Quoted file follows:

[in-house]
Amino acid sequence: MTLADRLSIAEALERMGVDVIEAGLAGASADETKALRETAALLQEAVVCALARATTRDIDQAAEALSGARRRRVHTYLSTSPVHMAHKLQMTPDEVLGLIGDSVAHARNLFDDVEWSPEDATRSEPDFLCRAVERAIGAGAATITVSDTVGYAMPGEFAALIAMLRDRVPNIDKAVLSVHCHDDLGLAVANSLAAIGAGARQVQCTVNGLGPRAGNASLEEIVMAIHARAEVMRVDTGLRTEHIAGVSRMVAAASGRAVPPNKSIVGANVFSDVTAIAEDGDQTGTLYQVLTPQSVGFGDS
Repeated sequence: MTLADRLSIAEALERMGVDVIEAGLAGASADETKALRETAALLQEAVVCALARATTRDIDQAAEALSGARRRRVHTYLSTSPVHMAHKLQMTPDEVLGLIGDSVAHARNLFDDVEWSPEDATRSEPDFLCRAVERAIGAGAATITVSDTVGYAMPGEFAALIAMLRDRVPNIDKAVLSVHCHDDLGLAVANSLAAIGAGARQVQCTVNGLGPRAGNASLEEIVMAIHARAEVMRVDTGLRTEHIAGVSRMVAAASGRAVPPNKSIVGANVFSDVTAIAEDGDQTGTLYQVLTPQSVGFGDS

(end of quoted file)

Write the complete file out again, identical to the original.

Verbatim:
[in-house]
Amino acid sequence: MTLADRLSIAEALERMGVDVIEAGLAGASADETKALRETAALLQEAVVCALARATTRDIDQAAEALSGARRRRVHTYLSTSPVHMAHKLQMTPDEVLGLIGDSVAHARNLFDDVEWSPEDATRSEPDFLCRAVERAIGAGAATITVSDTVGYAMPGEFAALIAMLRDRVPNIDKAVLSVHCHDDLGLAVANSLAAIGAGARQVQCTVNGLGPRAGNASLEEIVMAIHARAEVMRVDTGLRTEHIAGVSRMVAAASGRAVPPNKSIVGANVFSDVTAIAEDGDQTGTLYQVLTPQSVGFGDS
Repeated sequence: MTLADRLSIAEALERMGVDVIEAGLAGASADETKALRETAALLQEAVVCALARATTRDIDQAAEALSGARRRRVHTYLSTSPVHMAHKLQMTPDEVLGLIGDSVAHARNLFDDVEWSPEDATRSEPDFLCRAVERAIGAGAATITVSDTVGYAMPGEFAALIAMLRDRVPNIDKAVLSVHCHDDLGLAVANSLAAIGAGARQVQCTVNGLGPRAGNASLEEIVMAIHARAEVMRVDTGLRTEHIAGVSRMVAAASGRAVPPNKSIVGANVFSDVTAIAEDGDQTGTLYQVLTPQSVGFGDS